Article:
Brian Wansink, the celebrated Cornell University behavioral scientist whose studies have come under increasing scrutiny because of alleged problems with data and methodology, has told Cornell he intends to retire. He gave notice, in a letter he shared with Mother Jones, one day after the Journal of the American Medical Association (JAMA) retracted six articles based on his research.
In a just-released statement, Cornell said that its internal investigation “found that Professor Wansink committed academic misconduct in his research and scholarship, including misreporting of research data, problematic statistical techniques, failure to properly document and preserve research results, and inappropriate authorship.” The statement went on to say that Wansink “has been removed from all teaching and research. Instead, he will be obligated to spend his time cooperating with the university in its ongoing review of his prior research.”
The subject of a 2015 profile I wrote for Mother Jones magazine, Wansink became a media darling thanks to his relatable and fun-to-talk-about studies pertaining to food and human behavior. Among his findings, for example, were that bigger plates lead to bigger servings of food and that people who sit closer to an all-you-can-eat buffet tend to eat more than those who dine farther away.
The criticism of Wansink’s work began in January 2017, when a team of researchers turned up more than 150 errors in four of Wansink’s studies. Wansink defended his work, arguing that social science isn’t as “definitive” as hard science. “These sorts of studies are either first steps, or sometimes they’re real world demonstrations of existing lab findings,” he told the scientific integrity watchdog Retraction Watch.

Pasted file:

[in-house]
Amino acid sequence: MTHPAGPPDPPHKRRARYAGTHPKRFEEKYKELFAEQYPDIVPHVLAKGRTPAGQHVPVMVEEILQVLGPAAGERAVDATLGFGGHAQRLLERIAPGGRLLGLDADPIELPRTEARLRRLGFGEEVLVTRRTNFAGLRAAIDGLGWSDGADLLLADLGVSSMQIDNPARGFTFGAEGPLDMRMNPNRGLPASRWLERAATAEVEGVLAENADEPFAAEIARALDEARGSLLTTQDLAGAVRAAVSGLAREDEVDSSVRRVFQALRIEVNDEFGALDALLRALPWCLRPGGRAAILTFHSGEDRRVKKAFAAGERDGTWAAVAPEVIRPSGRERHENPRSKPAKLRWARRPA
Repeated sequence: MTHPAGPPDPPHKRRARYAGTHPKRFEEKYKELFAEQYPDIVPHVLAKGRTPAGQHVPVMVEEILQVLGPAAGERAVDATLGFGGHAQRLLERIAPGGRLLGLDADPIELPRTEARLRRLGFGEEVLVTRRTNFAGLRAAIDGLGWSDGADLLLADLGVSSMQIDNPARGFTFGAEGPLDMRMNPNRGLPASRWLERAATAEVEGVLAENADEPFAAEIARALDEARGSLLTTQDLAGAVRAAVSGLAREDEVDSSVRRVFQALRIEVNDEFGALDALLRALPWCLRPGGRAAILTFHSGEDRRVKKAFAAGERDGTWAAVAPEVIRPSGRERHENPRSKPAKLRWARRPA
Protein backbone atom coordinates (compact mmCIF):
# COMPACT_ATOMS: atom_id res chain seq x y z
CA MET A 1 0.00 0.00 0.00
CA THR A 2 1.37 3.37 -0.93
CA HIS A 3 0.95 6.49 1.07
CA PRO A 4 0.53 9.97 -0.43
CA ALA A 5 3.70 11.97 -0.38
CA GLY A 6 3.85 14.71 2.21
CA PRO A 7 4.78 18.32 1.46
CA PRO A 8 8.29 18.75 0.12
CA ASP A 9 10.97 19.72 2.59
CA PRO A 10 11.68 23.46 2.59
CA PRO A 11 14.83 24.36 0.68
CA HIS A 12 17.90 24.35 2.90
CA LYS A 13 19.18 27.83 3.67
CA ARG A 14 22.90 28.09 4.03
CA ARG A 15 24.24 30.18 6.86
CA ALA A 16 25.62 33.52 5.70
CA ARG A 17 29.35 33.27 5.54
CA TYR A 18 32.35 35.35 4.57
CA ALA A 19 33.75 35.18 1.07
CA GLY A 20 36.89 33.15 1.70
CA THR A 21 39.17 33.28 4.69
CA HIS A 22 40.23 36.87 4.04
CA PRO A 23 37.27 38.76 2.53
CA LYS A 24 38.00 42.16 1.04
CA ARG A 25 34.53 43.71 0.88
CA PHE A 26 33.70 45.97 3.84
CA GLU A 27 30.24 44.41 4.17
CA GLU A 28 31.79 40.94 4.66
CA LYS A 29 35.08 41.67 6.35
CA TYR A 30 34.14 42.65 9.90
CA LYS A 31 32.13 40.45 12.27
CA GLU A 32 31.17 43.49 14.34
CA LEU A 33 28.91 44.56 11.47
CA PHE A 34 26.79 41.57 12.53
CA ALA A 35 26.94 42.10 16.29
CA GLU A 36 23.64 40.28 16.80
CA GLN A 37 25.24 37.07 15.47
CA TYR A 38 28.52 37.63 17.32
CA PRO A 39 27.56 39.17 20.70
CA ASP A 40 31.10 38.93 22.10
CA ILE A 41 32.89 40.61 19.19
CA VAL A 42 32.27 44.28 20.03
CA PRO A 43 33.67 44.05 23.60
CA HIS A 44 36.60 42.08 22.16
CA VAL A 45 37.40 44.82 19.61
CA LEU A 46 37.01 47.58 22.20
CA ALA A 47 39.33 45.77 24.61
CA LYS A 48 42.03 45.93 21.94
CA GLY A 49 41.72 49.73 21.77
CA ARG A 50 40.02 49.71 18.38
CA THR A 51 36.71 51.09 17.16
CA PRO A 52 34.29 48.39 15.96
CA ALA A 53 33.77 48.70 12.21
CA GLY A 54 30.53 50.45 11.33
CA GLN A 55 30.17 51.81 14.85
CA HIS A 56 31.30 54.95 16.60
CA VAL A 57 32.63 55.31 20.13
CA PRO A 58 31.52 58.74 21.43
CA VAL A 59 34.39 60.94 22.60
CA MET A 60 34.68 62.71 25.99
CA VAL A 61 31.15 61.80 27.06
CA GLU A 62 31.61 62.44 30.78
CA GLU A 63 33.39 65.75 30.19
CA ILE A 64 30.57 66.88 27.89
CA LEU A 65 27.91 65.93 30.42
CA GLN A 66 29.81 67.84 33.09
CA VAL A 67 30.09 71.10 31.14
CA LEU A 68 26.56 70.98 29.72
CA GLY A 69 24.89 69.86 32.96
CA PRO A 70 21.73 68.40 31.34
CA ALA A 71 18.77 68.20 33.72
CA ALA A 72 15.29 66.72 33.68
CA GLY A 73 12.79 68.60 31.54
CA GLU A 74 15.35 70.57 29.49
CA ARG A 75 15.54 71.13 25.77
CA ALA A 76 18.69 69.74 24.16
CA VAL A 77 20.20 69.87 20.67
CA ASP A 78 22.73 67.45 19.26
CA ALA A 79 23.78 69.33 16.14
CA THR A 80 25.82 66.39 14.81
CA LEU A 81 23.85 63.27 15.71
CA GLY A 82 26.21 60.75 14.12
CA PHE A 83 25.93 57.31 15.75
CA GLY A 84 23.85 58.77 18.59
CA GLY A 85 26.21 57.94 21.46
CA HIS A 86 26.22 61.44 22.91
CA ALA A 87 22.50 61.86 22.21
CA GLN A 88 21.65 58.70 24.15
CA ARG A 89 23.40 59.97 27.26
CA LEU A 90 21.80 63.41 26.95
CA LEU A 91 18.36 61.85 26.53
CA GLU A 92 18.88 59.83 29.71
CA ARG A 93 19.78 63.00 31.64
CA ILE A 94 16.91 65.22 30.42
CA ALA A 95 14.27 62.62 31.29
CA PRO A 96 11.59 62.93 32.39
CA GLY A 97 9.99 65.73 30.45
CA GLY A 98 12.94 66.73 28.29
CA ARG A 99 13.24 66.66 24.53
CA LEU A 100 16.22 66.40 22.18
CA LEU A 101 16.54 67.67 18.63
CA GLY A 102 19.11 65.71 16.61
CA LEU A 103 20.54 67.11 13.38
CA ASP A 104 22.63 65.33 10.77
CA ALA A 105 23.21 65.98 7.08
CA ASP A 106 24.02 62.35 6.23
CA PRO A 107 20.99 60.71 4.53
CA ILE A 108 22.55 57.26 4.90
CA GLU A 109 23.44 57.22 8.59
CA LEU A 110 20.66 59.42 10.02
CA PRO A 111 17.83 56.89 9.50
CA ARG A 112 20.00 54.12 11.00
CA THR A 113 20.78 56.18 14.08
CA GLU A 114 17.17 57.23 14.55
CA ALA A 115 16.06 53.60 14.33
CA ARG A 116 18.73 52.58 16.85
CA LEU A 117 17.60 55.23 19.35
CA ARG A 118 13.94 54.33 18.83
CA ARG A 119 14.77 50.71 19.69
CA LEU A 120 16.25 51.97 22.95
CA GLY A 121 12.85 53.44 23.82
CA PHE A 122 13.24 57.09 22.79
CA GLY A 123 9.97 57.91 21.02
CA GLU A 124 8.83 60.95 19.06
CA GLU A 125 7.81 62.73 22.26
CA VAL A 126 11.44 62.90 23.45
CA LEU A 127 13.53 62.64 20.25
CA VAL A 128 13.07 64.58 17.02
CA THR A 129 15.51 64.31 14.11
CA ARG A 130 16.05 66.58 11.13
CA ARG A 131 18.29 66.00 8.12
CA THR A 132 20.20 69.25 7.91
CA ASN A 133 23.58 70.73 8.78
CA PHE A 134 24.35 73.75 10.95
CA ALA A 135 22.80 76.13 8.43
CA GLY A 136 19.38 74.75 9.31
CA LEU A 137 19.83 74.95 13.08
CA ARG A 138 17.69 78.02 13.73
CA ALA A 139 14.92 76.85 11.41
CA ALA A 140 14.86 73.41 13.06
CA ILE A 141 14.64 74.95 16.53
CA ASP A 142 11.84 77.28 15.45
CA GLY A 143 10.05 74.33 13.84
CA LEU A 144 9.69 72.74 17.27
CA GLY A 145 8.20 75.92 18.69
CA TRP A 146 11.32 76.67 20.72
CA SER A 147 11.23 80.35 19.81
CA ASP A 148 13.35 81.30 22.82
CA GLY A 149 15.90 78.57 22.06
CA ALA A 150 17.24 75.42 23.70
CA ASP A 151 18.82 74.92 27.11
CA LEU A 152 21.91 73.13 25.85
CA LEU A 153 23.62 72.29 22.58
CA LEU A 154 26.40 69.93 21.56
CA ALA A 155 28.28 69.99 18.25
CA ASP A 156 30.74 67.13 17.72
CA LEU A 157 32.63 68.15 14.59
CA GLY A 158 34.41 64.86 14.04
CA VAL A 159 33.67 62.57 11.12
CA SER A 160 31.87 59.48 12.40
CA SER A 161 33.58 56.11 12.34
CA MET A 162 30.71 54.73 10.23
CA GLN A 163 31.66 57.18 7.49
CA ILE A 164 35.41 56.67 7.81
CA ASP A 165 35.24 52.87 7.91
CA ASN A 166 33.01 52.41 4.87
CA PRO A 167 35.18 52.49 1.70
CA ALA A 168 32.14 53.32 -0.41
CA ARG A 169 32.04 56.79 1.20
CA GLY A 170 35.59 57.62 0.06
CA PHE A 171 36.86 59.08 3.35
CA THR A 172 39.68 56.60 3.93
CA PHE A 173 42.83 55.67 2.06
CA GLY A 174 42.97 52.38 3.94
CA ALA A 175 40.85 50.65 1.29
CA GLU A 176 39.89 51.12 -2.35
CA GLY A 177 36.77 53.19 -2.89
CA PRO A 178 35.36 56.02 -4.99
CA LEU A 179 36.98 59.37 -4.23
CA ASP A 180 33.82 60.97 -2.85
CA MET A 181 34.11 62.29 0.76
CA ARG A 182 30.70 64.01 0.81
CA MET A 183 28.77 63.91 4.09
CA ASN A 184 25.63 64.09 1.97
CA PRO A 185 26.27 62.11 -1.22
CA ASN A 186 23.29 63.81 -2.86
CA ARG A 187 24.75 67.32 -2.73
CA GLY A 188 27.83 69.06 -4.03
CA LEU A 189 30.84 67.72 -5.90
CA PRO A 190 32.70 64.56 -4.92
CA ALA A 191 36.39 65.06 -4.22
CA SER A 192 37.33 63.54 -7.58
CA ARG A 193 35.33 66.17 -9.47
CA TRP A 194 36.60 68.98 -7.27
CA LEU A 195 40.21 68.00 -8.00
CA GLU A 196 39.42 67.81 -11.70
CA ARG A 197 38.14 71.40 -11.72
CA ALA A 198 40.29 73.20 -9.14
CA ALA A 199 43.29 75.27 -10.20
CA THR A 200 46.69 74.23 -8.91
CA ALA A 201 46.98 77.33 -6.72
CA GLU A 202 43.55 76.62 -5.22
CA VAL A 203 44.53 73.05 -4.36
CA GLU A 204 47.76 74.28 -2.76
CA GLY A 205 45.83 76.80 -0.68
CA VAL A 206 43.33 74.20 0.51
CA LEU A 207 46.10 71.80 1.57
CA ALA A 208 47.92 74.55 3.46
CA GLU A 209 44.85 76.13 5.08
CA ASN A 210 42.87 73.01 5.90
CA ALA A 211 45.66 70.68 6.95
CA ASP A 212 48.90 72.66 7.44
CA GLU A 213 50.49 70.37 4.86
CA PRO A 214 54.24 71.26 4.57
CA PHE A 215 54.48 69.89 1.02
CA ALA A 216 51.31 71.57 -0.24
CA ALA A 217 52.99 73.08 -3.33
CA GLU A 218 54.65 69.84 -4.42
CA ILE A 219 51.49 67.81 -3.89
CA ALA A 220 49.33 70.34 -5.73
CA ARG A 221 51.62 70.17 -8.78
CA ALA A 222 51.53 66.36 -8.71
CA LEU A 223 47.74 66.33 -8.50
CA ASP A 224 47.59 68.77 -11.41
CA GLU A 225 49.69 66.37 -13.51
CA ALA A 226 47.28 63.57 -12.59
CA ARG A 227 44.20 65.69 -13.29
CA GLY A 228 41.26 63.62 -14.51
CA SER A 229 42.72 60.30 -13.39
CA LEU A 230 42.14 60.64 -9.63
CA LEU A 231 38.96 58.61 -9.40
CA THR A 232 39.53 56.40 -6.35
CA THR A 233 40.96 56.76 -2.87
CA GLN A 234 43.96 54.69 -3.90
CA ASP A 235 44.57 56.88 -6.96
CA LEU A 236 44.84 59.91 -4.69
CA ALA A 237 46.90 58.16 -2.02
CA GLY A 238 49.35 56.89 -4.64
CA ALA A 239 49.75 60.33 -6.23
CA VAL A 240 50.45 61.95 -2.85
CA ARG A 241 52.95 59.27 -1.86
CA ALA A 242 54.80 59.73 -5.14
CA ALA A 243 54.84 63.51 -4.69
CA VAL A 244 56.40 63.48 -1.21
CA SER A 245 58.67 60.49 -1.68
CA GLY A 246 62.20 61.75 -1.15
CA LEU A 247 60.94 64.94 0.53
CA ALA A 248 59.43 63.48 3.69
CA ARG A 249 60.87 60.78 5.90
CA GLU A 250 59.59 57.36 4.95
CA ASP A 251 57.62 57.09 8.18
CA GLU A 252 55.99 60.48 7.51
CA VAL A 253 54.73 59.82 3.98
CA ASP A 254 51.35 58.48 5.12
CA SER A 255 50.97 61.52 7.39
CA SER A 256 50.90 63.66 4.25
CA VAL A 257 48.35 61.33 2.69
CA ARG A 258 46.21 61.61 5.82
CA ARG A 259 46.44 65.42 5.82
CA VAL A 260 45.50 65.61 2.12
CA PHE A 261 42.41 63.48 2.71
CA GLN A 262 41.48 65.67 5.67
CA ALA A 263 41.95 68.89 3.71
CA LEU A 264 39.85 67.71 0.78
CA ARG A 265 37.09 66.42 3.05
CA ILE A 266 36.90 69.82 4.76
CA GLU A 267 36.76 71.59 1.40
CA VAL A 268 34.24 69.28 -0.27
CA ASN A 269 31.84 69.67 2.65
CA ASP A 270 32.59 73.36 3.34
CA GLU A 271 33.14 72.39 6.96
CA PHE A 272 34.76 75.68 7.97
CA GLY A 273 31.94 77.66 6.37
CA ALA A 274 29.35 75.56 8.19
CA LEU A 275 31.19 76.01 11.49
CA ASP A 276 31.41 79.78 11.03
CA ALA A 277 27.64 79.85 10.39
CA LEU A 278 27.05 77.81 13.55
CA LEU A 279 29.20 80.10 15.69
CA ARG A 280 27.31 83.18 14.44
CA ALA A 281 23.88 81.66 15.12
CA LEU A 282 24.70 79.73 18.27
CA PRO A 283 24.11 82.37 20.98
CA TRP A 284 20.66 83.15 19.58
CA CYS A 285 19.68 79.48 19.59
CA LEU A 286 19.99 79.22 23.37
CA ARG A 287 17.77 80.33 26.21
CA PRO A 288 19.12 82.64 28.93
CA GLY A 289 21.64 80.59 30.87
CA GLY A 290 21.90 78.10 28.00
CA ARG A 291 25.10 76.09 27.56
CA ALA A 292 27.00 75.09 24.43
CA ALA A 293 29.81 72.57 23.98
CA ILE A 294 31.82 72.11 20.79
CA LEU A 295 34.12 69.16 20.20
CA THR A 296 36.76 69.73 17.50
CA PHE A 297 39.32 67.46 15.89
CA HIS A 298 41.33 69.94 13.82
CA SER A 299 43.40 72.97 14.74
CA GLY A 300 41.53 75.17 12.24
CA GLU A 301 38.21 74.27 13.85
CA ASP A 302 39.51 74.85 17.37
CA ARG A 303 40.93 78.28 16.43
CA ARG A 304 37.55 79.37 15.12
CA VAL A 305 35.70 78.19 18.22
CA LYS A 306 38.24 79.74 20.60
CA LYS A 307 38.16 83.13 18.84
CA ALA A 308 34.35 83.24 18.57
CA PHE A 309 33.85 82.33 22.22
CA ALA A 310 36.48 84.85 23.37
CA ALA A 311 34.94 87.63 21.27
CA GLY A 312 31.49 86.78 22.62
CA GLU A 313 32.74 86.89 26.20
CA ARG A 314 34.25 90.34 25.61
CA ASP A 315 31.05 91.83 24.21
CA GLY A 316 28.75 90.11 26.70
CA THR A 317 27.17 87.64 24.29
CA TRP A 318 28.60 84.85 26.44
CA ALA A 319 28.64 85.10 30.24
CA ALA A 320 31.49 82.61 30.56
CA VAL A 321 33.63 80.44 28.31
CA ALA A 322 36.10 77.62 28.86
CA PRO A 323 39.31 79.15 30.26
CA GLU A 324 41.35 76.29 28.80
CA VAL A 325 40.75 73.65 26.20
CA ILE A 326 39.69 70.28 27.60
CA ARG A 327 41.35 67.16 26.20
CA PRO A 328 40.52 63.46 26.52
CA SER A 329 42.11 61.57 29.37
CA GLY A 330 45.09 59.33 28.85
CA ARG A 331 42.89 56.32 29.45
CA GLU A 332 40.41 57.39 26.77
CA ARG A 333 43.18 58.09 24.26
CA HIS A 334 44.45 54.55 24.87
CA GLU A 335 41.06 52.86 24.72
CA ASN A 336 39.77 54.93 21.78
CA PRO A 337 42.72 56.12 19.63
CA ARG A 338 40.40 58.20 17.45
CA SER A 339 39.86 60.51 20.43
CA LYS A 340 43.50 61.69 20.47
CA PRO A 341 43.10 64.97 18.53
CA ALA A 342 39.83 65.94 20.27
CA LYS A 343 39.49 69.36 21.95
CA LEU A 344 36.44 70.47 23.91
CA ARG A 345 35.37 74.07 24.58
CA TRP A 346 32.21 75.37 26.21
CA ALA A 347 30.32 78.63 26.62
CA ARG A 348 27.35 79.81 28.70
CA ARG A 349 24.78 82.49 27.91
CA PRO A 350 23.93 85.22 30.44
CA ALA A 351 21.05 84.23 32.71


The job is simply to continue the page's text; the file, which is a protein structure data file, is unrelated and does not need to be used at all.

In April 2017, Cornell’s initial investigation into Wansink’s work found mistakes but no ethical problems or misconduct. Yet the criticism kept coming. A Buzzfeed investigation this past February found more problems with his data analysis. Yesterday, in a notice that accompanied the retraction of his articles, JAMA reported that Cornell had informed the journal editors, “We regret that, because we do not have access to the original data, we cannot assure you that the results of the studies are valid.”
Despite the mounting criticism, Wansink, 58, continues to stand by his work. In an email to his lab colleagues that he shared with Mother Jones yesterday, he wrote, “I’m very proud of all of these papers and all of the work we’ve done together.”
His retirement will take effect next June.
This article has been updated.